What would you do if you knew that the product you were selling killed the people who bought it? Would you stop selling the product altogether?
While most people with even a trace of morality would say “yes” to the latter question, 2 giant healthcare companies getting even richer from selling Inferior Vena Cava (IVC) filters are proving that they’ll stop at nothing to make a profit, including killing their very own customers. The 2 medical device manufacturers in question – C.R. Bard and Cook Medical – have been at the center of an ongoing controversy revolving around the sale of faulty IVC filters.
The IVC Filter: Helping or Harming?
IVC filters are small medical devices designed to help people avoid suffering a pulmonary embolism (blood clot in the lungs), which could be fatal. After a serious accident or an intensive surgery, blood clots are especially common and may form and travel into the lungs, heart, or brain, often with fatal consequences. To prevent this, people with blood clots can get an IVC filter – a metal, spider-like trap – inserted into their inferior vena cava, the largest vein in the human body.
Like a catcher’s glove, the IVC filter is intended to catch and trap the traveling blood clot. Some IVC filters are removed once the risk of blood clots is gone while others remain inside the body permanently.
The procedure of implanting IVC filters is relatively quick and easy, and the logic behind the device seems fairly sound, so what’s not to like? Well, if you’re someone receiving an IVC filter manufactured by Bard or Cook Medical, there’s certainly a lot to be wary about.
One Company’s Shameful Story
In September of 2015, NBC News published a story highlighting a yearlong investigation into medical-device manufacturer C.R. Bard. Their findings were quite simple: Bard allegedly made blood clot filters that they knew killed and injured people and refused to take the dangerous products off the market.
According to the report, adverse effects caused by Bard’s initial “Recovery” model IVC filter resulted in 27 deaths and hundreds of medical problems. Bard’s next model of IVC filter – the “G2” – killed 12 unfortunate patients and injured even hundreds more.
What’s even more shocking, though, is that confidential reports have revealed that the management at Bard knew of the deadly shortcomings of their blood clot filters and continued to sell them for 10 years. NBC’s investigation also turned up evidence that Bard forged an important signature on an FDA application so that their dangerous product could hit the market sooner and when it wasn’t fully ready or safe.
Dr. William Kuo, a Stanford University surgeon who specializes in the removal of faulty blood clot filters, said the majority of filters he has to remove are manufactured by Bard. "Whether it's an ethical reason, a moral obligation, in the interest of public safety and patient safety, absolutely these devices should have been recalled,” Kuo said.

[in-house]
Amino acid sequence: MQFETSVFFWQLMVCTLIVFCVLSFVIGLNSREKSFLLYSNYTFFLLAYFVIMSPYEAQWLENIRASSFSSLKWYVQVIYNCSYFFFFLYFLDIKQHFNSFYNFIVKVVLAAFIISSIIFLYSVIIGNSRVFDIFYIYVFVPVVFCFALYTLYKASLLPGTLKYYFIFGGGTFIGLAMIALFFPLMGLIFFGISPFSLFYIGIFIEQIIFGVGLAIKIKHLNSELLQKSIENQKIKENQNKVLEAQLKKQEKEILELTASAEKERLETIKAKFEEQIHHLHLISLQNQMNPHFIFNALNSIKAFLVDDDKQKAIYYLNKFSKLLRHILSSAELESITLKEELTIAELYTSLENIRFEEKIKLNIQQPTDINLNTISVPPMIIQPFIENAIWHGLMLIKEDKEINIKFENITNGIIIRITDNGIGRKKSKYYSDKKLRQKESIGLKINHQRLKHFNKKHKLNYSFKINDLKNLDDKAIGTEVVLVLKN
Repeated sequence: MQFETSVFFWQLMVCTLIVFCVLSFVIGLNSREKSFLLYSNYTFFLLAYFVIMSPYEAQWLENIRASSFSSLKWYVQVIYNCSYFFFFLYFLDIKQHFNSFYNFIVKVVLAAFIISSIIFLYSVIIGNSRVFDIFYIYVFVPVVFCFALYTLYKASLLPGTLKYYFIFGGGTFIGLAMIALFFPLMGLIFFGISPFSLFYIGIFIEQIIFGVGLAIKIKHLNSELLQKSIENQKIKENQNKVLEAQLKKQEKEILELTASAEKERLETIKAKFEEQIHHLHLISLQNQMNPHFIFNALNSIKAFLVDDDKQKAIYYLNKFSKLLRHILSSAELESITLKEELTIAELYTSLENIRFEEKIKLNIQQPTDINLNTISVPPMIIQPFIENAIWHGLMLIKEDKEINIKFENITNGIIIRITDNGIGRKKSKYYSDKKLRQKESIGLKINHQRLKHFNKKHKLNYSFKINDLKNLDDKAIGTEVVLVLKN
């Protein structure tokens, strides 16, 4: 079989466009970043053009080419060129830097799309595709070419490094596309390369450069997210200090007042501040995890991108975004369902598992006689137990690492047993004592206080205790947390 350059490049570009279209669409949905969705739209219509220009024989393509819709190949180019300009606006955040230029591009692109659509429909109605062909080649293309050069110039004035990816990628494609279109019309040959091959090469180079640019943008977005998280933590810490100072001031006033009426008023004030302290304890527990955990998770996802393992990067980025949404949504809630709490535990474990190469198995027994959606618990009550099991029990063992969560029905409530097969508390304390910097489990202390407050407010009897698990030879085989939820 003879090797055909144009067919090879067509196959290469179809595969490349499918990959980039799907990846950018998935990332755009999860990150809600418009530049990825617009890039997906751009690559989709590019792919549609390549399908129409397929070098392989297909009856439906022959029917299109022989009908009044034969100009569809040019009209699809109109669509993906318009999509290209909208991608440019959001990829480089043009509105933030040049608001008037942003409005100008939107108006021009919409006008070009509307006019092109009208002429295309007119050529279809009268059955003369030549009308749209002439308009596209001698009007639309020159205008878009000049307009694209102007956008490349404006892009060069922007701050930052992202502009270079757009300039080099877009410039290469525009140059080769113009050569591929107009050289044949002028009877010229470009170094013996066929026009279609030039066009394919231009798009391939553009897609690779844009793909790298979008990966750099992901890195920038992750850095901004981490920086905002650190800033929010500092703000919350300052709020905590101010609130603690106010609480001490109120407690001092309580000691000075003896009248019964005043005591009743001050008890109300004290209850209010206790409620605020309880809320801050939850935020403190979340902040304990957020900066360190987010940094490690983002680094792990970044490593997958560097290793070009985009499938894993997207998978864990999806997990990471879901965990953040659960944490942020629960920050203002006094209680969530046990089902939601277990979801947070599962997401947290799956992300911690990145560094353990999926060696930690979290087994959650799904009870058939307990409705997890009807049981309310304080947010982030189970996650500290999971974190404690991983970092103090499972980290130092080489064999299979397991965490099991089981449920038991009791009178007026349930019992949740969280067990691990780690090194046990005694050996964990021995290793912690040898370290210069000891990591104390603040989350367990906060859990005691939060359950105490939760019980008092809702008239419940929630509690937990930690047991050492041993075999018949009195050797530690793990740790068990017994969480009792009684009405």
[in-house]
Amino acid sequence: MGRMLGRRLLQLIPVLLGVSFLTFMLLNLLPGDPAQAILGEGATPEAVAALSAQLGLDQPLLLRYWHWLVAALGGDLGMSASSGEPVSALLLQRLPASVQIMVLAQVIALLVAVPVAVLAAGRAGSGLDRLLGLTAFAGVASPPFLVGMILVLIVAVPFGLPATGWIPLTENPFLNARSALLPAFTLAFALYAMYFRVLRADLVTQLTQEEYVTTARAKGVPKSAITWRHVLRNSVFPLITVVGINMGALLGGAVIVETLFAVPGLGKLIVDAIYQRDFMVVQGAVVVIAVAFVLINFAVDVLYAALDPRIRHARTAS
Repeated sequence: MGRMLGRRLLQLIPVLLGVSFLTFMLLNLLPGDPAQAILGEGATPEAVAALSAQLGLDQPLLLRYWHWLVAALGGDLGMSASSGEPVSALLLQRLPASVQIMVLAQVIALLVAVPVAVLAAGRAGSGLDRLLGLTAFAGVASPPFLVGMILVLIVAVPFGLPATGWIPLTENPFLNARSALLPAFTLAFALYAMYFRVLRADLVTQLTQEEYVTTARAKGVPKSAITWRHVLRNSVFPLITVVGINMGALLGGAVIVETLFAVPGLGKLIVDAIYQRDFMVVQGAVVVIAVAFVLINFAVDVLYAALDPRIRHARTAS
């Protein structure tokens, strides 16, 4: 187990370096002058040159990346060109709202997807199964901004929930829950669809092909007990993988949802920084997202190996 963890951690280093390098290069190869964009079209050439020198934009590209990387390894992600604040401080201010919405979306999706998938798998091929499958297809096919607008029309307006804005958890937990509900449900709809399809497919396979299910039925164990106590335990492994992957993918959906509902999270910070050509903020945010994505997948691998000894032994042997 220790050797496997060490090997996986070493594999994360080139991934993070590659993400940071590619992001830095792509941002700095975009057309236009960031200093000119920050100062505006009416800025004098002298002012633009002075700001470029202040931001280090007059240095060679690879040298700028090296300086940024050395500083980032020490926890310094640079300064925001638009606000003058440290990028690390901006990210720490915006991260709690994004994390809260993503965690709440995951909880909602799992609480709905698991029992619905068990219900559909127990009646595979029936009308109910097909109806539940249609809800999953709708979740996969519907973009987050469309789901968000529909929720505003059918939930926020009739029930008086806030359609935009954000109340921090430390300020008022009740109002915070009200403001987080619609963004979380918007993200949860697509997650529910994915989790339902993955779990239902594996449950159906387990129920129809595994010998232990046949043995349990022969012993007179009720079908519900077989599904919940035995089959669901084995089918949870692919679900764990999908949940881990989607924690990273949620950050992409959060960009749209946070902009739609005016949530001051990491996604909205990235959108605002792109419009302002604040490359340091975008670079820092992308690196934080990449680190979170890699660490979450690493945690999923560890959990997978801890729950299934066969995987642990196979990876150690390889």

A Myriad of Deadly Problems
Due to the increasing amount of patients claiming to have been injured by Bard IVC filters, lawsuits were consolidated into a multidistrict litigation (MDL) proceeding before one judge in the Court District of Arizona. Cook Medical has also been under attack for its defective IVC filters. In October 2014, lawsuits against Cook Medical were consolidated into an MDL in the Southern District of Indiana.
Defective IVC filters can cause many serious problems. Other than migrating to areas of the body where they can inflict severe or fatal injury, faulty IVC filters can also break apart, causing individual “spokes” to cut or puncture veins, the heart, or the lungs. Other complications may include:
- “Cardiac tamponade,” a life-threatening condition involving bleeding in the heart
- Perforation or puncture in the inferior vena cava
- Hematoma or nerve injury
- Constant, severe pain in the heart, chest, or elsewhere in the body
- Difficulty breathing
- Embedding in veins, heart, or lungs so that the broken pieces are difficult or impossible to remove.
Justice for the Victims?
Instead of saving the lives of the men and women who needed medical attention for potential blood clots, it’s alleged that C.R. Bard and Cook Medical instead complicated and/or took their lives away. What’s worse, the betrayal has been lucrative: in 2015, C.R. Bard raked in $135 Million in revenue while the Cook Group, the parent company of Cook Medical, reported revenue of $1.5 Billion.
It is nothing short of tragic that the powerful corporations of an ever-expanding Big Pharma are so focused on profits that they rush products onto the market that are not yet fit for use. Although the lives unnecessarily cut short by defective IVC filters can never be brought back, perhaps at least partial justice can be found if these shameful companies are made to pay compensation to the victims and their families.